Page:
Monday, March 13, 2006

Neo-Noir Done Right

Woody Allen is finally back. In Match Point, his latest, which I finally saw at the State Theatre last night, he leaves behind his usual New York City locale for Merrie Olde England with results that are really quite smashing, old chap.

It's hardly a secret, even to his most die-hard fans, that Woody Allen has been on autopilot for many years. The neurotic New York shtick has gone from stale to actively rotting, his bumbling on-screen persona from tedious to downright irritating. It's his switch from the (overly) familiar that helps make Match Point seem much fresher.

But is it a new or original story? Not really. Thematically, it echoes an earlier Woody film, the underappreciated Crimes and Misdemeanors. Plotwise, it ironically (being set in London) owes a lot to Dreiser's An American Tragedy, by way of its best cinematic treatment, A Place in the Sun. Scarlett (Homer drooling noises)I won't go into the story, since you can get details by following any of these links and also because the less you know going in, the more you will likely enjoy it. It takes a while to unfold, and there are many intriguing twists and turns.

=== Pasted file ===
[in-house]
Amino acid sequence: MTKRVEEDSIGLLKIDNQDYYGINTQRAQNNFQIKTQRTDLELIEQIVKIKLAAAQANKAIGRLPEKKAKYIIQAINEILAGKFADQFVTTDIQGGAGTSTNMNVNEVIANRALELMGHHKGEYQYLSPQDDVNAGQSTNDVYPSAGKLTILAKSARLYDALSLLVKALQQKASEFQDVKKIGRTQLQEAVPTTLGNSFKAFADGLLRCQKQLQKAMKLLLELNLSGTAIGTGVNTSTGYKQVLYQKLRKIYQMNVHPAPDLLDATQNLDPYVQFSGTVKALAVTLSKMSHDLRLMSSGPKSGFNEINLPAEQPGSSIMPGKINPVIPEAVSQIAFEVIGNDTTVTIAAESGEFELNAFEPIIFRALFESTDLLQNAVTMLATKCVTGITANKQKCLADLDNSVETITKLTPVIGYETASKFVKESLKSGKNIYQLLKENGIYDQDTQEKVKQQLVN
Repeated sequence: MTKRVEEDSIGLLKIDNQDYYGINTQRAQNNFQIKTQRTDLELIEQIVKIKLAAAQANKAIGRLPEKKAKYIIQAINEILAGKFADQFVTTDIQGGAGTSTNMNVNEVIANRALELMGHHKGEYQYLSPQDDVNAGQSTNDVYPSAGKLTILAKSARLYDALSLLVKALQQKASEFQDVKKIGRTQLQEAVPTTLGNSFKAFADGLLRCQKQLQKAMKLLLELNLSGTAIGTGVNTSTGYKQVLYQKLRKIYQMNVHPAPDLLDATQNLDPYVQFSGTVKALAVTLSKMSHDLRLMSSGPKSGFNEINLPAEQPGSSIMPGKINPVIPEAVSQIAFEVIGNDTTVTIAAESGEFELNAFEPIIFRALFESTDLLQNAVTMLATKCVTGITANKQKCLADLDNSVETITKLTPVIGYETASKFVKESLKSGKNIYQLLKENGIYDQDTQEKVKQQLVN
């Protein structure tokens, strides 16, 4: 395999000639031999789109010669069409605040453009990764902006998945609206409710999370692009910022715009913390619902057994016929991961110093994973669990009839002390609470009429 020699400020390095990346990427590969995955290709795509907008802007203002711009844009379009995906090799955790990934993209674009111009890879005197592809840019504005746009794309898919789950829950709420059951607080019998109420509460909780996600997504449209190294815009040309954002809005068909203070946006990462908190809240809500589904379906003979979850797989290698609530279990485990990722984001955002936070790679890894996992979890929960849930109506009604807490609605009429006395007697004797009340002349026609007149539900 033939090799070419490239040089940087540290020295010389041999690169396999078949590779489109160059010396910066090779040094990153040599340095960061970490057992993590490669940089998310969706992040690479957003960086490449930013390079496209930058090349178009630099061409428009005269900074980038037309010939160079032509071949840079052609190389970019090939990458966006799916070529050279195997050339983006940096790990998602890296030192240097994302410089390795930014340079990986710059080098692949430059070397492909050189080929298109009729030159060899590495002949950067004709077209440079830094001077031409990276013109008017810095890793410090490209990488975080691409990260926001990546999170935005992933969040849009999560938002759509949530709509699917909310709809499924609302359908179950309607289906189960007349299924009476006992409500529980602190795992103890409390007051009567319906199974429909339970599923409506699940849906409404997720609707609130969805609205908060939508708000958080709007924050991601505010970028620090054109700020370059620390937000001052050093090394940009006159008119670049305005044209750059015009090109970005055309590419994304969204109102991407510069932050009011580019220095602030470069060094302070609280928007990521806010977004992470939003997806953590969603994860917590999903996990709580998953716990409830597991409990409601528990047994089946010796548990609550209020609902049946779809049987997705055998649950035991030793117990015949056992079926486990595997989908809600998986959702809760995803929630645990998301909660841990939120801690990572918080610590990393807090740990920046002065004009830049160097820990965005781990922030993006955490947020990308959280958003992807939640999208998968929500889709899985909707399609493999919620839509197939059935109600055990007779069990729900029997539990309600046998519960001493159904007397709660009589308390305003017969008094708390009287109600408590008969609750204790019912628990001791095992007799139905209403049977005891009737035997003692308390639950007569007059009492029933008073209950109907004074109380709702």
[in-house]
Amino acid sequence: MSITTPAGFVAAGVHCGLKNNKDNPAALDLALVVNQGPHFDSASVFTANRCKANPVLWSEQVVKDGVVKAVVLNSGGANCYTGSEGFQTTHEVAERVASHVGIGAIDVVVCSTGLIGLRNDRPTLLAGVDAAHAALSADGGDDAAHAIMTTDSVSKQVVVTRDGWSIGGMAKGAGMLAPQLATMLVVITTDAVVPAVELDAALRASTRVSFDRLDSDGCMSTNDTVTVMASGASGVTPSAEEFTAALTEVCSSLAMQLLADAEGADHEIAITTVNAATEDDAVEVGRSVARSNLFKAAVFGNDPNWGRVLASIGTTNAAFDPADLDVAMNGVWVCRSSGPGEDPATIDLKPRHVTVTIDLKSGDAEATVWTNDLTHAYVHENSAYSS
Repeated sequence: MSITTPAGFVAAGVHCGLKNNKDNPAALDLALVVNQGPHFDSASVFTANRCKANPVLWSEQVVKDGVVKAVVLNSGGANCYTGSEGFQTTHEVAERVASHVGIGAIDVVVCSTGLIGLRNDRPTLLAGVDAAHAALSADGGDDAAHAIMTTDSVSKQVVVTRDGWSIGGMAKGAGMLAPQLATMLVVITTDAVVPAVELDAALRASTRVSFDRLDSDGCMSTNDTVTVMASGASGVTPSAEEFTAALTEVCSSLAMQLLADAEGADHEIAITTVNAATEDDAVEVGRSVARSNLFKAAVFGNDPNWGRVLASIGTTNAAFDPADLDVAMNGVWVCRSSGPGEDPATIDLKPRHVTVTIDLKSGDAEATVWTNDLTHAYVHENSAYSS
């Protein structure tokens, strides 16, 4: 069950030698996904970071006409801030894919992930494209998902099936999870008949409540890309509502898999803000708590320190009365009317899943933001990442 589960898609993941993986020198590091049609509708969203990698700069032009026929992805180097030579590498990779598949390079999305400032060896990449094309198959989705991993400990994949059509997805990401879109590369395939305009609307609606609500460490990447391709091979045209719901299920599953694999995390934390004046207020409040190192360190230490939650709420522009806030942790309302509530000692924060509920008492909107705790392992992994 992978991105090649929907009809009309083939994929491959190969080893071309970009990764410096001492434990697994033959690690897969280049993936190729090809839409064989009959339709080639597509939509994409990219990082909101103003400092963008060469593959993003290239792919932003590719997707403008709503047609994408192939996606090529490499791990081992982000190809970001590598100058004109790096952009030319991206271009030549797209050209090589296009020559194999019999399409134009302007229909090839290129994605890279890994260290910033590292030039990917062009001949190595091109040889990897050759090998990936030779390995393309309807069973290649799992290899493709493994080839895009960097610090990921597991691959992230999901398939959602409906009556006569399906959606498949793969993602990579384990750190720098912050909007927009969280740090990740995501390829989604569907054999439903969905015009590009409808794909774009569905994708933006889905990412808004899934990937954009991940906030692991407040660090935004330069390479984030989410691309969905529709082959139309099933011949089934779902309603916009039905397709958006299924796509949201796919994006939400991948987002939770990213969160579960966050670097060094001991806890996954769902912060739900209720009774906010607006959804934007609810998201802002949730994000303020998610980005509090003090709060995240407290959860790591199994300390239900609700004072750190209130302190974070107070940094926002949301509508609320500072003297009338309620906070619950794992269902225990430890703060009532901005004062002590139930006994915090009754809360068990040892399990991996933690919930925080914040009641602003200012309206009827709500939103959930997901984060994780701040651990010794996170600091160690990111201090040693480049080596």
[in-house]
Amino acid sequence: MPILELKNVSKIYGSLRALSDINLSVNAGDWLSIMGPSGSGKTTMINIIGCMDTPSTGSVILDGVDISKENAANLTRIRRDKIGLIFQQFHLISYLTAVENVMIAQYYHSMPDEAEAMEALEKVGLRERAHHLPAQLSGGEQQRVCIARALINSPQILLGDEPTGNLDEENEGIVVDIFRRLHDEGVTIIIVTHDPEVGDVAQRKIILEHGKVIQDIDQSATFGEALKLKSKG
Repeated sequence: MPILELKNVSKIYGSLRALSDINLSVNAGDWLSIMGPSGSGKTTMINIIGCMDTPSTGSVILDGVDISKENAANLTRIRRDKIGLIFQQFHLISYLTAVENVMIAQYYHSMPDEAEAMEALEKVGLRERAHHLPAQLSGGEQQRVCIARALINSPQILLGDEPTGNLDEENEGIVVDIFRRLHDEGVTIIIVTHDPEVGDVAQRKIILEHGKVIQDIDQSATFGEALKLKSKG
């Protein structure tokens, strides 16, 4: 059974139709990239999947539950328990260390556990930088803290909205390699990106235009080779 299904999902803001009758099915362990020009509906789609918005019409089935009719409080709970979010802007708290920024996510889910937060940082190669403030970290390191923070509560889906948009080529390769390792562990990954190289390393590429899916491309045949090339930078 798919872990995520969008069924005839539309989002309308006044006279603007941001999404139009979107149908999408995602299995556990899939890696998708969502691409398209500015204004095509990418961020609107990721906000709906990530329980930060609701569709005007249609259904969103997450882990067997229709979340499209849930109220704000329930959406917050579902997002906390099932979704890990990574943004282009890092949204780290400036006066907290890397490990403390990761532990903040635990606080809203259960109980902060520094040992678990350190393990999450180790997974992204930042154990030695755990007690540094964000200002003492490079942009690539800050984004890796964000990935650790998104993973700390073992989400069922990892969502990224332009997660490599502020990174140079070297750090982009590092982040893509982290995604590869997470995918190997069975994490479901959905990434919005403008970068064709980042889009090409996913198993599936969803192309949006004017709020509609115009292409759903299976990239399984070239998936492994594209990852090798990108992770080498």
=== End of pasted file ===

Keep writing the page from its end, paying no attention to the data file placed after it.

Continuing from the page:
The movie's not without flaws (I suspect Brits in particular would pick up on various inaccuracies that are largely irrelevant to the American viewer) and plot holes (there's one gaping one that bugs me in particular that no one else seems to have paid much attention to). But this film, coupled with the promising (though ultimately only slightly above average) Melinda and Melinda, is enough to make me believe old Woody isn't done quite yet. Especially if he continues to wisely eschew the "comedy" that stopped being funny a long time ago.

Also, in fairness, I would be remiss if I failed to mention that the mostly British cast were uniformly excellent.

And if my recommendation's not enough to convince you Match Point's worth watching, here are four words that might: Scarlett Johansson, wet blouse.